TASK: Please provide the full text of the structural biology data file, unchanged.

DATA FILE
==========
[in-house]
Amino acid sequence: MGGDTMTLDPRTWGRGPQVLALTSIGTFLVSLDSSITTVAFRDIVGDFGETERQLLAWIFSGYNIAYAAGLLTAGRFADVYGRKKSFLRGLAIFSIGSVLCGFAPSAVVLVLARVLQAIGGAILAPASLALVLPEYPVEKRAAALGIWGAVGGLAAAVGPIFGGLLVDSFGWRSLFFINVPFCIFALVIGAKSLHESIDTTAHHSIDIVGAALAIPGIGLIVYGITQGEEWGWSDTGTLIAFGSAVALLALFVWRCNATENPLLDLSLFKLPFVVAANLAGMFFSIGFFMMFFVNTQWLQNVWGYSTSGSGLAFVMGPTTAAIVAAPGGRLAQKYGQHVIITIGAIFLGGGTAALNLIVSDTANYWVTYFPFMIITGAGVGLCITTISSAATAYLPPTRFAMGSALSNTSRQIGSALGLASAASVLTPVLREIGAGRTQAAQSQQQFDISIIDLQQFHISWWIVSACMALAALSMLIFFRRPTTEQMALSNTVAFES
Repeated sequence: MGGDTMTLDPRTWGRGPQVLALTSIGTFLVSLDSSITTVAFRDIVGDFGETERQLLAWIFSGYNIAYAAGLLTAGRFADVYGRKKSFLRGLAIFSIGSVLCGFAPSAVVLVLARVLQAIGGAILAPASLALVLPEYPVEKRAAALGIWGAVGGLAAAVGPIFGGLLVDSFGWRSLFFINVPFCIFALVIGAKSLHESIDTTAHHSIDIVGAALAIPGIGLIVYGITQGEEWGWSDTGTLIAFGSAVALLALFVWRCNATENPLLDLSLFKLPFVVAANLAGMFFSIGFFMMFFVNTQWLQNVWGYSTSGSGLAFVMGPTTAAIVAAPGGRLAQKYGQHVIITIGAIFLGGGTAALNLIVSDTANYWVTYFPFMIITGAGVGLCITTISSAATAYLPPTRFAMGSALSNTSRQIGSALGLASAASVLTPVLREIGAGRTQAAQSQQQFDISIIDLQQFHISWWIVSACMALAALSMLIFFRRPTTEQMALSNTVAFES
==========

[in-house]
Amino acid sequence: MGGDTMTLDPRTWGRGPQVLALTSIGTFLVSLDSSITTVAFRDIVGDFGETERQLLAWIFSGYNIAYAAGLLTAGRFADVYGRKKSFLRGLAIFSIGSVLCGFAPSAVVLVLARVLQAIGGAILAPASLALVLPEYPVEKRAAALGIWGAVGGLAAAVGPIFGGLLVDSFGWRSLFFINVPFCIFALVIGAKSLHESIDTTAHHSIDIVGAALAIPGIGLIVYGITQGEEWGWSDTGTLIAFGSAVALLALFVWRCNATENPLLDLSLFKLPFVVAANLAGMFFSIGFFMMFFVNTQWLQNVWGYSTSGSGLAFVMGPTTAAIVAAPGGRLAQKYGQHVIITIGAIFLGGGTAALNLIVSDTANYWVTYFPFMIITGAGVGLCITTISSAATAYLPPTRFAMGSALSNTSRQIGSALGLASAASVLTPVLREIGAGRTQAAQSQQQFDISIIDLQQFHISWWIVSACMALAALSMLIFFRRPTTEQMALSNTVAFES
Repeated sequence: MGGDTMTLDPRTWGRGPQVLALTSIGTFLVSLDSSITTVAFRDIVGDFGETERQLLAWIFSGYNIAYAAGLLTAGRFADVYGRKKSFLRGLAIFSIGSVLCGFAPSAVVLVLARVLQAIGGAILAPASLALVLPEYPVEKRAAALGIWGAVGGLAAAVGPIFGGLLVDSFGWRSLFFINVPFCIFALVIGAKSLHESIDTTAHHSIDIVGAALAIPGIGLIVYGITQGEEWGWSDTGTLIAFGSAVALLALFVWRCNATENPLLDLSLFKLPFVVAANLAGMFFSIGFFMMFFVNTQWLQNVWGYSTSGSGLAFVMGPTTAAIVAAPGGRLAQKYGQHVIITIGAIFLGGGTAALNLIVSDTANYWVTYFPFMIITGAGVGLCITTISSAATAYLPPTRFAMGSALSNTSRQIGSALGLASAASVLTPVLREIGAGRTQAAQSQQQFDISIIDLQQFHISWWIVSACMALAALSMLIFFRRPTTEQMALSNTVAFES